BeehiveBy beehive.govt.nz
    2 days ago
  • Better protection against late payments
    New legislation is being proposed which aims to reduce the stress and financial hardship caused by late payments to small businesses. The Minister for Small Business Stuart Nash is considering stricter rules around payment practices between businesses. “Late payments from large organisations to smaller suppliers can be crippling for these ...
    BeehiveBy beehive.govt.nz
    2 days ago
  • Police partnership programme with Fiji launched
    A new partnership programme between the New Zealand Police and Fiji Police will focus on combatting transnational organised crime and enhancing investigative skills, Prime Minister Jacinda Ardern announced on the first day of her visit to Fiji. The programme will see: ·       New Zealand Institute of Environmental Science and Research ...
    BeehiveBy beehive.govt.nz
    2 days ago
  • Joint statement from Prime Minister Ardern and Prime Minister Bainimarama
    Prime Minister Jacinda Ardern and Prime Minister Josaia Voreqe Bainimarama met today in Suva, and renewed their commitment to continue to strengthen Fiji-New Zealand relations on a foundation of shared values and equal partnership. The Prime Ministers acknowledged the kinship between Fijians and New Zealanders, one that has endured over ...
    BeehiveBy beehive.govt.nz
    3 days ago
  • $19.9 million from PGF for Kawerau
    A $19.9 million investment from the Provincial Growth Fund will help develop essential infrastructure for an industrial hub in the Bay of Plenty town of Kawerau, Regional Economic Development Minister Shane Jones says. “The funding will go to three projects to further develop the Putauaki Trust Industrial Hub, an industrial ...
    BeehiveBy beehive.govt.nz
    3 days ago
  • PGF funds Mahia roading package
    The Provincial Growth Fund is investing $8.3 million on a roading package for Mahia that will lead to greater and wider economic benefits for the region and beyond, Under Secretary for Regional Economic Development Fletcher Tabuteau announced at an event in Mahia today. The $8.3 million announced consists of: $7 ...
    BeehiveBy beehive.govt.nz
    3 days ago
  • 18,400 children lifted out of poverty
    Prime Minister Jacinda Ardern has welcomed new reporting showing the Coalition Government is on track to meet its child poverty targets, with 18,400 children lifted out of poverty as a result of the Families Package.   Stats NZ has released the first set of comprehensive child poverty statistics since the Government ...
    BeehiveBy beehive.govt.nz
    3 days ago
  • 20,000 more Kiwi kids on bikes
    Associate Minister of Transport Julie Anne Genter today announced that Bikes in Schools facilities have been rolled out to 20,000 more kiwi kids under this Government. She made the announcement at the opening of a new bike track at Henderson North School in Auckland. “Bikes in Schools facilities give kids ...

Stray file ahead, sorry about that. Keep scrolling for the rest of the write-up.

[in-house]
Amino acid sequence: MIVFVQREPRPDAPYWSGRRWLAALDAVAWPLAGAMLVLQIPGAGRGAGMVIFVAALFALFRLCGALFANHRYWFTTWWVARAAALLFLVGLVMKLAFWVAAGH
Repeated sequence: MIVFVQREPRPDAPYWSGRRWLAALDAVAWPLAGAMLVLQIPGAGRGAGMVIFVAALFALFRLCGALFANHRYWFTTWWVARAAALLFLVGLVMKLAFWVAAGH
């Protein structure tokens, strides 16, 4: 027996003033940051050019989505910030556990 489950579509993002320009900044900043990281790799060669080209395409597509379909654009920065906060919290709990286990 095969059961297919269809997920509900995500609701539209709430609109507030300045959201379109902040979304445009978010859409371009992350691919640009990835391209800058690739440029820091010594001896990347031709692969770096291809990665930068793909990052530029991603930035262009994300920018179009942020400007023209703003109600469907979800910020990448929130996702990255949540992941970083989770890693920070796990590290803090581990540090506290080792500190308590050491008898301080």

BeehiveBy beehive.govt.nz
    3 days ago
  • Benefit settings rise in line with wages as of 1 April
    Benefit settings rise in line with wages as of 1 April   Main benefits will increase by over 3 percent, instead of 1.66 percent, on 1 April with the Government’s decision to annually adjust benefit rates to increases in the average wage. The Minister for Social Development, Carmel Sepuloni, said ...
    BeehiveBy beehive.govt.nz
    4 days ago
  • Foreign and Trade Ministers to lead business delegation to India
    Strengthening New Zealand’s political and business ties with India will be the focus of Foreign Affairs Minister Winston Peters’ and Trade and Export Growth Minister David Parker’s visit to India this week. The Ministers are co-leading a high level business delegation to India to support increased people and economic engagement ...
    BeehiveBy beehive.govt.nz
    4 days ago
  • Minister champions more Pacific in STEM – Toloa Awards
    The Minister for Pacific Peoples, Aupito William Sio continues to champion for greater Pacific participation in STEM (Science, Technology, Engineering and Mathematics) careers with the announcement of the Toloa Awards, with 8 recipients of the Toloa Community Fund and 13 Toloa Tertiary Scholarships. “The Toloa Programme encourages more Pacific peoples ...
    BeehiveBy beehive.govt.nz
    4 days ago
  • Submission period for whitebait consultation extended
    Conservation Minister Eugenie Sage has extended the date for people to have their say on proposed changes to improve management of whitebait across New Zealand.   Submissions were due to close on 2 March 2020 but will now remain open until 9am on Monday 16 March 2020.   “I have ...
    BeehiveBy beehive.govt.nz
    5 days ago
  • New international protection for frequent fliers
    The endangered toroa/Antipodean albatross has new international protection for its 100,000km annual migration, thanks to collaborative efforts led by New Zealand, Australia and Chile.   Today, 130 countries agreed to strictly protect Antipodean albatross at the Conference of Parties on the Convention on the Conservation of Migratory Species of Wild ...
    BeehiveBy beehive.govt.nz
    5 days ago
  • Government to regulate vaping